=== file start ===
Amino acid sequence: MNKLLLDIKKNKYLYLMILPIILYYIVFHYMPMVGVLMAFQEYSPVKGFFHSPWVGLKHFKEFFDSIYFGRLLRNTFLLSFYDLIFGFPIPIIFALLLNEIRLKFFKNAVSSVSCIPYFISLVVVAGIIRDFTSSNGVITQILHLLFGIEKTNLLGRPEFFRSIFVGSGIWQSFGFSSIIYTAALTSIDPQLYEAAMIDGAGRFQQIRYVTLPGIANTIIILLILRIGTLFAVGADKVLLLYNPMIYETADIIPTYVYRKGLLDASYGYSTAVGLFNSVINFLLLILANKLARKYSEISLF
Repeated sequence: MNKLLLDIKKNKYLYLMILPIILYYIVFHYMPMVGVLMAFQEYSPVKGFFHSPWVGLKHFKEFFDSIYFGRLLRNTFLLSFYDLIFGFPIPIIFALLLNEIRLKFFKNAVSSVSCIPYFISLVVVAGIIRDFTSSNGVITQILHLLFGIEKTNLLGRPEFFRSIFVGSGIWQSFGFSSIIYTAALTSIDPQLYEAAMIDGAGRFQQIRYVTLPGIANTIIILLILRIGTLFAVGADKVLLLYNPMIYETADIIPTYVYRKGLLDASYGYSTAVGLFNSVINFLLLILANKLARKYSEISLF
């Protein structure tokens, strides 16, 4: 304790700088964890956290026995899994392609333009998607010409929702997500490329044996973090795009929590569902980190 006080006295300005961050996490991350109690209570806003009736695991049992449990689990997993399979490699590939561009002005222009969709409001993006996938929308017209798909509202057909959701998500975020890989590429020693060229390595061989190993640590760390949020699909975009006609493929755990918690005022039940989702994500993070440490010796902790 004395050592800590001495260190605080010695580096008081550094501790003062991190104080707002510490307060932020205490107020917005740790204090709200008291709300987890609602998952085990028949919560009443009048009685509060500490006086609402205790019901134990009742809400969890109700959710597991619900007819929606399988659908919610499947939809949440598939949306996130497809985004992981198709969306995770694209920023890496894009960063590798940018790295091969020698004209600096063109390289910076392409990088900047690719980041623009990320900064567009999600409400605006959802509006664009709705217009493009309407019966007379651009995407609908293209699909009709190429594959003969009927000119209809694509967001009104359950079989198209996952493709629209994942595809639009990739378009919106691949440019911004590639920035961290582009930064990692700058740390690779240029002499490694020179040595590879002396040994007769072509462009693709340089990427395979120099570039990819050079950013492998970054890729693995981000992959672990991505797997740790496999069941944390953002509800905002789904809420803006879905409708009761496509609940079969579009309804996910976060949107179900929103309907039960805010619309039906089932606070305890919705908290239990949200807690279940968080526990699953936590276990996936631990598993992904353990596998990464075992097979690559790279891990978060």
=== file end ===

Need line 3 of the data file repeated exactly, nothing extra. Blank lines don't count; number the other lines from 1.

């Protein structure tokens, strides 16, 4: 304790700088964890956290026995899994392609333009998607010409929702997500490329044996973090795009929590569902980190 006080006295300005961050996490991350109690209570806003009736695991049992449990689990997993399979490699590939561009002005222009969709409001993006996938929308017209798909509202057909959701998500975020890989590429020693060229390595061989190993640590760390949020699909975009006609493929755990918690005022039940989702994500993070440490010796902790 004395050592800590001495260190605080010695580096008081550094501790003062991190104080707002510490307060932020205490107020917005740790204090709200008291709300987890609602998952085990028949919560009443009048009685509060500490006086609402205790019901134990009742809400969890109700959710597991619900007819929606399988659908919610499947939809949440598939949306996130497809985004992981198709969306995770694209920023890496894009960063590798940018790295091969020698004209600096063109390289910076392409990088900047690719980041623009990320900064567009999600409400605006959802509006664009709705217009493009309407019966007379651009995407609908293209699909009709190429594959003969009927000119209809694509967001009104359950079989198209996952493709629209994942595809639009990739378009919106691949440019911004590639920035961290582009930064990692700058740390690779240029002499490694020179040595590879002396040994007769072509462009693709340089990427395979120099570039990819050079950013492998970054890729693995981000992959672990991505797997740790496999069941944390953002509800905002789904809420803006879905409708009761496509609940079969579009309804996910976060949107179900929103309907039960805010619309039906089932606070305890919705908290239990949200807690279940968080526990699953936590276990996936631990598993992904353990596998990464075992097979690559790279891990978060």